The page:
December Healthcare News

Here’s what happening in the healthcare industry this month:

Pop-up pill could stay in stomach to release drugs for days READ

A meeting between Bill Gates and Boston researchers four years ago has led to the development of a multi-dose capsule that, researchers said, could solve one of medicine’s more vexing problems: delivering oral drugs over an extended period of time with one dose.

Health advocates say they stand ‘ready to fight’ for Covered California READ

As President-elect Donald Trump threatens to “repeal and replace” the Affordable Care Act, which provides health care to millions, supporters of Covered California are joining forces to come up with ways to defend the public health exchange they’ve spent the last five years building. At a well-attended meeting Thursday [11/17], the Covered California board said it is continuing to push ahead with open enrollment, which ends Jan. 31 for people changing their coverage within the exchange or gaining coverage for the first time, despite the program’s uncertain future.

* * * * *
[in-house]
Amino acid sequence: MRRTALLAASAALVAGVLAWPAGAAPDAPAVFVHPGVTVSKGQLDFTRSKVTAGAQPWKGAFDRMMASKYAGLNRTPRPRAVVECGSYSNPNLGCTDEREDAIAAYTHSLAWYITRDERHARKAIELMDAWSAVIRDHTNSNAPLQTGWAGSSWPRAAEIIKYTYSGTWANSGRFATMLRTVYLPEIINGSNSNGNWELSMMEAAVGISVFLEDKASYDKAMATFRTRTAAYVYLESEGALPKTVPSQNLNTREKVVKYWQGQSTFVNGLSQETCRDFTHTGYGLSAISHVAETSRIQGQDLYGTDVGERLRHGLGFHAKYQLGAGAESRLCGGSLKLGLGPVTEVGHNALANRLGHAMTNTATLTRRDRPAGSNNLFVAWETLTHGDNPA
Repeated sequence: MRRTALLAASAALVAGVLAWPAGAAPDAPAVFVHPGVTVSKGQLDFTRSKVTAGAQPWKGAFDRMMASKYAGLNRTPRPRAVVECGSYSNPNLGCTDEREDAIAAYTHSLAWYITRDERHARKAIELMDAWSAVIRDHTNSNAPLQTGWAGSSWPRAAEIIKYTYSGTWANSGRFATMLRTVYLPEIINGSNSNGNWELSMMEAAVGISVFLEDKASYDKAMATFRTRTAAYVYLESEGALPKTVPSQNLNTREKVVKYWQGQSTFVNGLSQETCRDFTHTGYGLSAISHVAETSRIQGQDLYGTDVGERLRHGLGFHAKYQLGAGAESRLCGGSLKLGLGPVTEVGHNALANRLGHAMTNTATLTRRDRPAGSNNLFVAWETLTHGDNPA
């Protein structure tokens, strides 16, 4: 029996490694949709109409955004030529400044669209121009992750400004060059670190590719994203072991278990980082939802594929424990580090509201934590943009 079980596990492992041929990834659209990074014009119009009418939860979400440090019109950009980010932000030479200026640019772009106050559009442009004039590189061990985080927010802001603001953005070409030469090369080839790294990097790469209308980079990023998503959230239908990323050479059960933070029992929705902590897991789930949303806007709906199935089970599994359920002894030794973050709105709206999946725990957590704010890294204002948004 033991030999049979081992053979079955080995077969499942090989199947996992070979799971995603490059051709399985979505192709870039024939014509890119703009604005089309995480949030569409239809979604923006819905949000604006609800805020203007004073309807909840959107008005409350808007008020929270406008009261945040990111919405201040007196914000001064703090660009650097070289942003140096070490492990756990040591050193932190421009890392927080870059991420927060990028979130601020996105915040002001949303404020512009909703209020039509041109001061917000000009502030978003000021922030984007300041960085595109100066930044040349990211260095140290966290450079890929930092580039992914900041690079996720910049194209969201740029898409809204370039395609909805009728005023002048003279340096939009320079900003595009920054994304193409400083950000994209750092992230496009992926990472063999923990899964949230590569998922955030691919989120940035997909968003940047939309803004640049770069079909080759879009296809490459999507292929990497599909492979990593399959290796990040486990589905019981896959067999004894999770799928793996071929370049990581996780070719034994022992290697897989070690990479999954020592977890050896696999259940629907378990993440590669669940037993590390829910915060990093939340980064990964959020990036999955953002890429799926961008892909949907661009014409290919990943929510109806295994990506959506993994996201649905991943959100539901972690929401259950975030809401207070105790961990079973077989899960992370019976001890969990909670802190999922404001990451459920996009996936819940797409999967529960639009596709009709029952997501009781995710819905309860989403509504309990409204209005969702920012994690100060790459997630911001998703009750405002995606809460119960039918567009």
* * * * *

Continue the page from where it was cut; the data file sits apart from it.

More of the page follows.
As Soda Taxes Gain Wider Acceptance, Your Bottle May Be Next READ

But this month, voters in San Francisco, Oakland and Albany, Calif., as well as Boulder, Colo., stunned the industry by approving ballot measures in favor of soda taxes. Cook County, Ill., followed a few days later, bringing a soft-drink tax to Chicago and surrounding areas. They are joining Berkeley, Calif., which passed a tax two years ago, and Philadelphia, which passed one in June, bringing to seven the number of American communities with soda taxes… With that public momentum, a soda tax may be coming to a city near you.

Governors planning ‘very, very active’ role in ObamaCare rewrite READ

The National Governors Association (NGA), a proudly bipartisan group representing every state, is now eyeing a more public — and more aggressive — role alongside GOP leaders as they attempt to gut the massive federal program. “Governors will be very, very active and engaged,” the group’s health policy director Frederick Isasi said in an interview. “They really are one of the few groups who are, in this very tangible day-to-day way, are living the results of the policies.” Governors from both parties will be on the front lines of healthcare reform next year. Many will be under intense pressure to avoid an abrupt repeal of law that would prompt 22 million people to lose their coverage and likely cause a marketplace crash.